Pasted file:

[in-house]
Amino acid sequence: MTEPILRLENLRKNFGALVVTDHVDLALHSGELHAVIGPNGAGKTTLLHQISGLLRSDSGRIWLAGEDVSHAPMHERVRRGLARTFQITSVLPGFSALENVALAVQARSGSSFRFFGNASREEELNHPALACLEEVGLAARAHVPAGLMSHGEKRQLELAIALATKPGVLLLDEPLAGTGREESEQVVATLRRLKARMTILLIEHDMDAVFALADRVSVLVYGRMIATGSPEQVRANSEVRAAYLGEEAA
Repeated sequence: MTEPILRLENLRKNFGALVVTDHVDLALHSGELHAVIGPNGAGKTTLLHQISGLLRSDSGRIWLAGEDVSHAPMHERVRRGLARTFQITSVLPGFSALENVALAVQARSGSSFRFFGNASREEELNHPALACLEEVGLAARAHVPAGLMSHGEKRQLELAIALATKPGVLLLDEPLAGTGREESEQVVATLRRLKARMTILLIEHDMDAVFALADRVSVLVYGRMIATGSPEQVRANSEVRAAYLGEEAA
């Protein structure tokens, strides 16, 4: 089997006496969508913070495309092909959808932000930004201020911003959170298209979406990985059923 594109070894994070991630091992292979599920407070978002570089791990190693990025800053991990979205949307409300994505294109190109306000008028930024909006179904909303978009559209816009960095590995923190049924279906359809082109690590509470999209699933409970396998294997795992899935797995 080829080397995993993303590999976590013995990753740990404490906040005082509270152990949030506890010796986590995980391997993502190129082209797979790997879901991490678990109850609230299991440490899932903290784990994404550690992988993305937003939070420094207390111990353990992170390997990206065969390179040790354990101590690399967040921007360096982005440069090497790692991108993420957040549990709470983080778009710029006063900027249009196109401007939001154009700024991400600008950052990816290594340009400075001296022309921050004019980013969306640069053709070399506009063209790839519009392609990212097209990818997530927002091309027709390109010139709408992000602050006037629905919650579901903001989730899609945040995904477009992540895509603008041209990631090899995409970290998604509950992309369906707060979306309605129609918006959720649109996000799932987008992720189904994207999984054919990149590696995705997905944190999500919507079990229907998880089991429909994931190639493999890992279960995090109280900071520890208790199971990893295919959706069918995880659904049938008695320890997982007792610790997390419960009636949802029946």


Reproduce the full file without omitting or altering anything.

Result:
[in-house]
Amino acid sequence: MTEPILRLENLRKNFGALVVTDHVDLALHSGELHAVIGPNGAGKTTLLHQISGLLRSDSGRIWLAGEDVSHAPMHERVRRGLARTFQITSVLPGFSALENVALAVQARSGSSFRFFGNASREEELNHPALACLEEVGLAARAHVPAGLMSHGEKRQLELAIALATKPGVLLLDEPLAGTGREESEQVVATLRRLKARMTILLIEHDMDAVFALADRVSVLVYGRMIATGSPEQVRANSEVRAAYLGEEAA
Repeated sequence: MTEPILRLENLRKNFGALVVTDHVDLALHSGELHAVIGPNGAGKTTLLHQISGLLRSDSGRIWLAGEDVSHAPMHERVRRGLARTFQITSVLPGFSALENVALAVQARSGSSFRFFGNASREEELNHPALACLEEVGLAARAHVPAGLMSHGEKRQLELAIALATKPGVLLLDEPLAGTGREESEQVVATLRRLKARMTILLIEHDMDAVFALADRVSVLVYGRMIATGSPEQVRANSEVRAAYLGEEAA
């Protein structure tokens, strides 16, 4: 089997006496969508913070495309092909959808932000930004201020911003959170298209979406990985059923 594109070894994070991630091992292979599920407070978002570089791990190693990025800053991990979205949307409300994505294109190109306000008028930024909006179904909303978009559209816009960095590995923190049924279906359809082109690590509470999209699933409970396998294997795992899935797995 080829080397995993993303590999976590013995990753740990404490906040005082509270152990949030506890010796986590995980391997993502190129082209797979790997879901991490678990109850609230299991440490899932903290784990994404550690992988993305937003939070420094207390111990353990992170390997990206065969390179040790354990101590690399967040921007360096982005440069090497790692991108993420957040549990709470983080778009710029006063900027249009196109401007939001154009700024991400600008950052990816290594340009400075001296022309921050004019980013969306640069053709070399506009063209790839519009392609990212097209990818997530927002091309027709390109010139709408992000602050006037629905919650579901903001989730899609945040995904477009992540895509603008041209990631090899995409970290998604509950992309369906707060979306309605129609918006959720649109996000799932987008992720189904994207999984054919990149590696995705997905944190999500919507079990229907998880089991429909994931190639493999890992279960995090109280900071520890208790199971990893295919959706069918995880659904049938008695320890997982007792610790997390419960009636949802029946």